Epigraphia Indica

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Epigraphia Indica was the official publication of Archaeological Survey of India from 1882 to 1977. The first volume was edited by James Burgess in the year 1882. Between 1892 and 1920 it was published as a quarterly supplement to The Indian Antiquary.[1]

One part is brought out in each quarter year and eight parts make one volume of this periodical; so that one volume is released once in two years. About 43 volumes of this journal have been published so far. They have been edited by the officers who headed the Epigraphy Branch of ASI.


  • J. Burgess: Vol I (1882) & Vol II (1894)
  • E. Hultzsch: Vol III (1894–95), Vol IV (1896–97), Vol V (1898–99), Vol VI (1900–01), Vol VII (1902–03), Vol VIII (1905–06), Vol IX (1907–08)
  • Sten Konow: Vol X (1909–10), Vol XI (1911–12), Vol XII (1913–14), Vol XIII (1915–16)
  • F. W. Thomas: Vol XIV (1917–18), Vol XV (1919–20), Vol XVI (1921–22)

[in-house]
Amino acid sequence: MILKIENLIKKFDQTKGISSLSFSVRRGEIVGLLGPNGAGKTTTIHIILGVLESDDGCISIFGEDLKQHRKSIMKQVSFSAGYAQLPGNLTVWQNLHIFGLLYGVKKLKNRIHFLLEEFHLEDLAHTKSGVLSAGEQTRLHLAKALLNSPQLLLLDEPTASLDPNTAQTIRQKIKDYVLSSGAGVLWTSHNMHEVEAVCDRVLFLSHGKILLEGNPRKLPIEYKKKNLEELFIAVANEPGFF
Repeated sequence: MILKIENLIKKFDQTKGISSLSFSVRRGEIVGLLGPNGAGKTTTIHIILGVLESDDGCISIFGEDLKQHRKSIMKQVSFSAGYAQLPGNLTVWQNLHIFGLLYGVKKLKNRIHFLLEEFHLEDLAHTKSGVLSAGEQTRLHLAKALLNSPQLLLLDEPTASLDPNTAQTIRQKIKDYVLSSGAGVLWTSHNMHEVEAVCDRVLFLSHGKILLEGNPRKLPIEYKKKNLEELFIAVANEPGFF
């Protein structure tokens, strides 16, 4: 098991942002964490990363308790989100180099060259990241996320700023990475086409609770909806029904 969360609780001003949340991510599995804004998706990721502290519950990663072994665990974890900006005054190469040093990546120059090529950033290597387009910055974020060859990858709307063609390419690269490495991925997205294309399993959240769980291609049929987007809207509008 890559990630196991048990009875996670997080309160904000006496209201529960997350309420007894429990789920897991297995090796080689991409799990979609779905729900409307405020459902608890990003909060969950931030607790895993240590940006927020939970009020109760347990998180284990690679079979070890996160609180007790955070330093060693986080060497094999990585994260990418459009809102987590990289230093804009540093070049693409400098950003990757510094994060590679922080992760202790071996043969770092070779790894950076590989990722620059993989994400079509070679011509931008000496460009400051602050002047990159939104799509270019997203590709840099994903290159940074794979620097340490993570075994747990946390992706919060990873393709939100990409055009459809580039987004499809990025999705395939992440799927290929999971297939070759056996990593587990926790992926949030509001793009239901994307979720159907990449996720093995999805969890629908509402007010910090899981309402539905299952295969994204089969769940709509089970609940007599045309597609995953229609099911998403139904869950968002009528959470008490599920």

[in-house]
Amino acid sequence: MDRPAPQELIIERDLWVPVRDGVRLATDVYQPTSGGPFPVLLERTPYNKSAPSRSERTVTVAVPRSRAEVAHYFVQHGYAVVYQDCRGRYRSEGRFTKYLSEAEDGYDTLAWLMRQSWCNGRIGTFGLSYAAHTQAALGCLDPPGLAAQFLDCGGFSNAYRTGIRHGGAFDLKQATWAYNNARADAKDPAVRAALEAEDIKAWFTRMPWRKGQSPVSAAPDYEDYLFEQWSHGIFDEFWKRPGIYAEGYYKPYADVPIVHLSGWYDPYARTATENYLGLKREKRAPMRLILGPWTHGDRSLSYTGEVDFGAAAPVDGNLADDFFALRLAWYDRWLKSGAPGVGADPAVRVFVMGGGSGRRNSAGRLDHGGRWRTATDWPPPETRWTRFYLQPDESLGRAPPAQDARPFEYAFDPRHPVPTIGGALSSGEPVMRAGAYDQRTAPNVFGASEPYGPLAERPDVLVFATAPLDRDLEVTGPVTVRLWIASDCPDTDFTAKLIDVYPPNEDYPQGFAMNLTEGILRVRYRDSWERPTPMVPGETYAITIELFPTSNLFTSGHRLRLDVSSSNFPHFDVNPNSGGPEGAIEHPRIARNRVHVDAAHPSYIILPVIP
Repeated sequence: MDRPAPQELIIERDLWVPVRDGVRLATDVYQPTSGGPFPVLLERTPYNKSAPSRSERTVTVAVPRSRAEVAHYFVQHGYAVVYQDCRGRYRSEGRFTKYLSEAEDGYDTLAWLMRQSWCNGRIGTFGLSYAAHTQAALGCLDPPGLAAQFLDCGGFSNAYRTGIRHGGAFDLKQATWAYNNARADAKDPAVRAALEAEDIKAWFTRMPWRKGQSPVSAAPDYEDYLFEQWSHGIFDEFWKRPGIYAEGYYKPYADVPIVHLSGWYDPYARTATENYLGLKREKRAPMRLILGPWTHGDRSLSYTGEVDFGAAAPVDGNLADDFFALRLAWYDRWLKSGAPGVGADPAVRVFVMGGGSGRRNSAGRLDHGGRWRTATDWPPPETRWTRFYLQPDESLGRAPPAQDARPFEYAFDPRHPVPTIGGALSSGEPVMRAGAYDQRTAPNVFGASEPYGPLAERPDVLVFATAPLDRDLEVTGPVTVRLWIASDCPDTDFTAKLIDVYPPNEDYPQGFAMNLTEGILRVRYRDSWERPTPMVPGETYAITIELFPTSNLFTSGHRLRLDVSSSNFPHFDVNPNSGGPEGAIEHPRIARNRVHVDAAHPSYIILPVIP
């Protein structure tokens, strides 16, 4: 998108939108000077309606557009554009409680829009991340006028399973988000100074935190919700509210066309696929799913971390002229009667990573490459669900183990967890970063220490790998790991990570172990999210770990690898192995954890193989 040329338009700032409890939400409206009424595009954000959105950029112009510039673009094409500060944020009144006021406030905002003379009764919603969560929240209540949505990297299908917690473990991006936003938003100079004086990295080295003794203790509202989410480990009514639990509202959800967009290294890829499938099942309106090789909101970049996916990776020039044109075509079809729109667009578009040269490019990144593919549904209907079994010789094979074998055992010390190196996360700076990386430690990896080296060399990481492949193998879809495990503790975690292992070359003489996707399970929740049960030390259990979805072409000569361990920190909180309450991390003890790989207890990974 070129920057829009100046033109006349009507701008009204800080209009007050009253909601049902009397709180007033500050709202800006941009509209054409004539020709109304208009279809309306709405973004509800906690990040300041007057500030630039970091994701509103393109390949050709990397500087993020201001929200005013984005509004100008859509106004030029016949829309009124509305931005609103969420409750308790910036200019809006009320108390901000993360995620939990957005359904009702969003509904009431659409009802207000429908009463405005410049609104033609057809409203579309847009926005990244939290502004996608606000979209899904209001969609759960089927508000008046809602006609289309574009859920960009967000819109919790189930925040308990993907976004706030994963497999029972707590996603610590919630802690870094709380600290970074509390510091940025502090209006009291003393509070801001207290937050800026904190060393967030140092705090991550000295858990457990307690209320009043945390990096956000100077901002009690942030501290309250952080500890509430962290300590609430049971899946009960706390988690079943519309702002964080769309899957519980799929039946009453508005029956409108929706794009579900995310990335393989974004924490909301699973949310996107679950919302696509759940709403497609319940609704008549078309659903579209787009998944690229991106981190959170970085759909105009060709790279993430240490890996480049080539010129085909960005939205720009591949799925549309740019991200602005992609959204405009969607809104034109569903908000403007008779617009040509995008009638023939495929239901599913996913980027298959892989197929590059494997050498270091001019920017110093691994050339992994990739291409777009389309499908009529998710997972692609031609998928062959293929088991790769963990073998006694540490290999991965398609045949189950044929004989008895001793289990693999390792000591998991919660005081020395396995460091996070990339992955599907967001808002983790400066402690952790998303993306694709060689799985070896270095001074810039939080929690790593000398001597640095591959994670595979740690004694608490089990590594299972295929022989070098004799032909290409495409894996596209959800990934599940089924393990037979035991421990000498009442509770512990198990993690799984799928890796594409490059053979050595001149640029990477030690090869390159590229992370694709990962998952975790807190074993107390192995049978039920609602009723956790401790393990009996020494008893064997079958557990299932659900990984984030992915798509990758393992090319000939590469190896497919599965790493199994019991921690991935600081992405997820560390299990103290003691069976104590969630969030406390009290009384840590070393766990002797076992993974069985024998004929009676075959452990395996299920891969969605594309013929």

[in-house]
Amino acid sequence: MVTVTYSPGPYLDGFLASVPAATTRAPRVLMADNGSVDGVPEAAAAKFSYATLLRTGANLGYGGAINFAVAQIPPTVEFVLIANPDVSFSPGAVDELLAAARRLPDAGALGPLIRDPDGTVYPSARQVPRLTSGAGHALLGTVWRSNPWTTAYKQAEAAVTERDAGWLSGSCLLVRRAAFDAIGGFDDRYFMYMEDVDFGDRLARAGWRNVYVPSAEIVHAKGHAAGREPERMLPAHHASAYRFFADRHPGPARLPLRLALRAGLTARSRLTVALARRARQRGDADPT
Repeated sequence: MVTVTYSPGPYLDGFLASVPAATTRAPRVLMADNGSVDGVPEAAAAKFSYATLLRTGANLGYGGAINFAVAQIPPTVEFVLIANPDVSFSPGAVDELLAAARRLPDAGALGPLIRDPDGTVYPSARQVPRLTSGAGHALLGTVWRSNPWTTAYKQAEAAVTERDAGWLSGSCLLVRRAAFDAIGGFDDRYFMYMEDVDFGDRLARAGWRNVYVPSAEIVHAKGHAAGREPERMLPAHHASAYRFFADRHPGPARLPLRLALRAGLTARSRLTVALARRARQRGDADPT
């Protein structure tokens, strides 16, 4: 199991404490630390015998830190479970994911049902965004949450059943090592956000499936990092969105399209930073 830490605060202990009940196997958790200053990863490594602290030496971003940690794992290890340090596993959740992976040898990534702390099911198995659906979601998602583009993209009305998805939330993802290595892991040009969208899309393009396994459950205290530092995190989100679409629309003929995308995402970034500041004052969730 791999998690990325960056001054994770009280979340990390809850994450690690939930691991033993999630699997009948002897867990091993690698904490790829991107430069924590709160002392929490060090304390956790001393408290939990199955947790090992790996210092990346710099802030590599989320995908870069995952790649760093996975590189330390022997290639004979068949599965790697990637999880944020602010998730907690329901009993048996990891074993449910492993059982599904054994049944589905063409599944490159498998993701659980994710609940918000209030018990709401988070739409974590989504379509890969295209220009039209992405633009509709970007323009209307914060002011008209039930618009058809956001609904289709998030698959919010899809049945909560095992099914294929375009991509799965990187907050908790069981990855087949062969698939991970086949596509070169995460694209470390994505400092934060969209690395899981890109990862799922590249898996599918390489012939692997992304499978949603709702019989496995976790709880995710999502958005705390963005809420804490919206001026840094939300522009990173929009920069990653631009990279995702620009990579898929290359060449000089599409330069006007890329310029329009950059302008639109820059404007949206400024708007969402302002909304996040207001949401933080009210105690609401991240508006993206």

• H. Krishna Sastri: Vol XVII (1923–24), Vol XVIII (1925–26), Vol XIX (1927–28)
  • Hiranand Shastri: Vol XX (1929–30), Vol XXI (1931–32)
  • N. P. Chakravarti: Vol XXII (1933–34), Vol XXIII (1935–36), Vol XXIV (1937–38), Vol XXV (1939–40), Vol XXVI (1941–42)
  • N. Lakshminarayan Rao and B. Ch. Chhabra: Vol XXVII (1947-48) [2]
  • D. C. Sircar: Vol XXVIII (1949–50) - jointly with B. Ch. Chhabra), Vol XXX (1951–52) - jointly with N. Lakshminarayan Rao, Vol XXXI(1955–56), Vol XXXII(1957–58), Vol XXXIII(1959–60), Vol XXXIV(1960–61), Vol XXXV (1962–63), Vol XXXVI (1964–65)
  • G. S. Gai: Vol XXXVII (1966–67), Vol XXXVIII, Vol XXXIX, Vol XL
  • K. V. Ramesh: Vol XLI (1975–76), Vol XLII (1977–78)

Other contributors[edit]

Arabic and Persian Supplement[edit]

The ASI also published an Arabic and Persian supplement from 1907 to 1977. While the first volume in 1907 was edited by E. Denison Ross of Calcutta Madrassa and the second and third volumes by Josef Horovitz, subsequent volumes have been edited by Ghulam Yazdani (1913–40), Maulvi M. Ashraf Hussain (1949–53) and Z. A. Desai (1953–77). Since 1946, the volumes have been edited by an Assistant Superintendent for Arabic and Persian Inscriptions, a special post created by the Government of India for the purpose.


  1. ^ Temple, Richard Carnac. (1922) Fifty years of The Indian Antiquary. Mazgaon, Bombay: B. Miller, British India Press, pp. 3-4.
  2. ^ [1]

External links[edit]